David Leonhardt asks “Who Gets Credit for the Recovery?” at the New York Times. A lot could be said about his assumptions that there is a recovery, but for the sake of time, I’ll just take the first two sentences of his article:
THE housing bust finally seems to be over. Health care costs have slowed.
Okay, on that first statement. So the government has acted to continue with the same policies that created the housing bubble in an attempt to reinflate it, because we all know how well that worked out the first time around. And they have had some measured success in doing that. And so this is supposed to be indicative of a “recovery”.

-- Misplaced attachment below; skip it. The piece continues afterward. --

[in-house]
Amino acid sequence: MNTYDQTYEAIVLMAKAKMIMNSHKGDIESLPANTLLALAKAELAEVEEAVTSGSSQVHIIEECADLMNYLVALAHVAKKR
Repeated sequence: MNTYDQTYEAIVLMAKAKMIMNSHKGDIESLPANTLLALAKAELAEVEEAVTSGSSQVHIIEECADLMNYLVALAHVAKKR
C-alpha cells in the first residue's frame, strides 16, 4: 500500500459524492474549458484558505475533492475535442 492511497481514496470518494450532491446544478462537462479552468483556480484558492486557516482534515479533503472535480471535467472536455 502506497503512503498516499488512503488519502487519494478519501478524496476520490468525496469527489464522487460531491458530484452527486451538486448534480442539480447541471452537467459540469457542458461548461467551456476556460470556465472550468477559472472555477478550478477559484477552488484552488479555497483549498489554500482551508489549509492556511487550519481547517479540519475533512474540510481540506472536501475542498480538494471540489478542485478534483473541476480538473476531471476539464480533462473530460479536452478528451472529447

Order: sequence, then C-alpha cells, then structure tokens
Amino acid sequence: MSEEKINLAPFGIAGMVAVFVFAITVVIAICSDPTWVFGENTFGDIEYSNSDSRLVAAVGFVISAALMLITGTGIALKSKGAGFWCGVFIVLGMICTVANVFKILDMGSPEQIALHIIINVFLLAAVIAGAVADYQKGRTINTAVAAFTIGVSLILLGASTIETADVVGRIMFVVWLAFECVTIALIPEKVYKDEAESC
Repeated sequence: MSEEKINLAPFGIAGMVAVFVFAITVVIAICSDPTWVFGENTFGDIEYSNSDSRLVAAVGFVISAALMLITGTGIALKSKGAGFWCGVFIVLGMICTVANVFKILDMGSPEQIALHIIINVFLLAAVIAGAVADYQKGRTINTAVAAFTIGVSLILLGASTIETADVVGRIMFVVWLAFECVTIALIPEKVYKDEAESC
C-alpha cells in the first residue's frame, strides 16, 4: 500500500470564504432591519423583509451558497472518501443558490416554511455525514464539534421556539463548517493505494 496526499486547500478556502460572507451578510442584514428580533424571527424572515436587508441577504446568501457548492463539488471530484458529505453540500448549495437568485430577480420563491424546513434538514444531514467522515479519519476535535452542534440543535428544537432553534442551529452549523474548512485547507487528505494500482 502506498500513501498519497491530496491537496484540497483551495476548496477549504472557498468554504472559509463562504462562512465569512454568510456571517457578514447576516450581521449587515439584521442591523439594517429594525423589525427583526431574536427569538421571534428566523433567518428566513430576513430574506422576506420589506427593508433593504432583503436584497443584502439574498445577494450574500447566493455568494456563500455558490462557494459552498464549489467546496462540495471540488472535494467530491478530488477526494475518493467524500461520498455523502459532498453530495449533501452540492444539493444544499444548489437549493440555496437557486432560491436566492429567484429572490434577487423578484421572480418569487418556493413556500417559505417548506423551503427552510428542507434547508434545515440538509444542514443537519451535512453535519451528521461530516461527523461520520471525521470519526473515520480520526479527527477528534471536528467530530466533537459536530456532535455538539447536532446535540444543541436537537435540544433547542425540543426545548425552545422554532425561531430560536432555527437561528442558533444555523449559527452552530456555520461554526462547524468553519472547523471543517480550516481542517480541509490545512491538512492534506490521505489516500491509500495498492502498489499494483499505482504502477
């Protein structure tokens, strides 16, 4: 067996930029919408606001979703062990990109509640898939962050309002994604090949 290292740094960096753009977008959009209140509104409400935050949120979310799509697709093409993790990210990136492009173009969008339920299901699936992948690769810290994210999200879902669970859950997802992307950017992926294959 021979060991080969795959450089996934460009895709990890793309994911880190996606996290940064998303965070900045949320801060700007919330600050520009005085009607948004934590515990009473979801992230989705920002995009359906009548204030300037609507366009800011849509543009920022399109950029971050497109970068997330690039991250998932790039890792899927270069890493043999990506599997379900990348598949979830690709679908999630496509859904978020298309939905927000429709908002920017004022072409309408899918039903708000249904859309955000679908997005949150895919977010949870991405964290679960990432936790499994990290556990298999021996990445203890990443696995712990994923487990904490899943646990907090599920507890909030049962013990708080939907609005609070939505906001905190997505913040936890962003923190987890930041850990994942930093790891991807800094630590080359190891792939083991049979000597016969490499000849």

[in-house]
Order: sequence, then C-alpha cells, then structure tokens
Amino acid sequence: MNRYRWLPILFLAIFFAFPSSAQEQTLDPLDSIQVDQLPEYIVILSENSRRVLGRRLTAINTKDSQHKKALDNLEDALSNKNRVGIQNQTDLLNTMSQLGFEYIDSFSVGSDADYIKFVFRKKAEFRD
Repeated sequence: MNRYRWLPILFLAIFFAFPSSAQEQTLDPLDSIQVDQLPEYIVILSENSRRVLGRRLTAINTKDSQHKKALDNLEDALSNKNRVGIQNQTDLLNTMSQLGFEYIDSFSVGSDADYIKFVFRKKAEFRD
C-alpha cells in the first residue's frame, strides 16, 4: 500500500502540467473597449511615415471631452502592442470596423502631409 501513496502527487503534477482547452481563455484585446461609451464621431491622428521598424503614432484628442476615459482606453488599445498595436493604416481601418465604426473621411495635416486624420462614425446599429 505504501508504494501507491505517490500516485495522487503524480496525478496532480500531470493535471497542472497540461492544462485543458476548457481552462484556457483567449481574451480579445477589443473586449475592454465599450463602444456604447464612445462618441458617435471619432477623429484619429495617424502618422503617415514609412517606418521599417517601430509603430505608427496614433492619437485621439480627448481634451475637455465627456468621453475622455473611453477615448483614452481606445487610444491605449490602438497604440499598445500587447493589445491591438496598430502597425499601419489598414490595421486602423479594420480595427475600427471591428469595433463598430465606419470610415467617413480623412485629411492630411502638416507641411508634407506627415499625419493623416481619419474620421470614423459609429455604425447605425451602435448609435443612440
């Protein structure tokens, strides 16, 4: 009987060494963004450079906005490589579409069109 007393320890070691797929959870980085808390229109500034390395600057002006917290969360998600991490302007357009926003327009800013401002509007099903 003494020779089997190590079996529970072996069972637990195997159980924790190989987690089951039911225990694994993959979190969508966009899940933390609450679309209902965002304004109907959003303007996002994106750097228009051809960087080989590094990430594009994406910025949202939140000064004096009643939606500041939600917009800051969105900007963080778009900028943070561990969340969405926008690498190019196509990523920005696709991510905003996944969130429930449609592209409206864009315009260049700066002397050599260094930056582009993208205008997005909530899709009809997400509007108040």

Now, on that second statement. Click that link. What is the main reason costs have slowed?
The growth rate mostly slowed as millions of Americans lost insurance coverage along with their jobs.
Oh! So I guess health care costs slowing isn’t exactly evidence of recover, then.
One could go on and address the rest of the evidence for “recovery” presented, but it would be probably be superfluous when the very first two points offered to make the case for “recovery” are such as they are (and I don’t have time).
Mr. Leonhardt begins the second paragraph with:
There is still no guarantee that the economy is on a stable path to recovery…
You can say that again.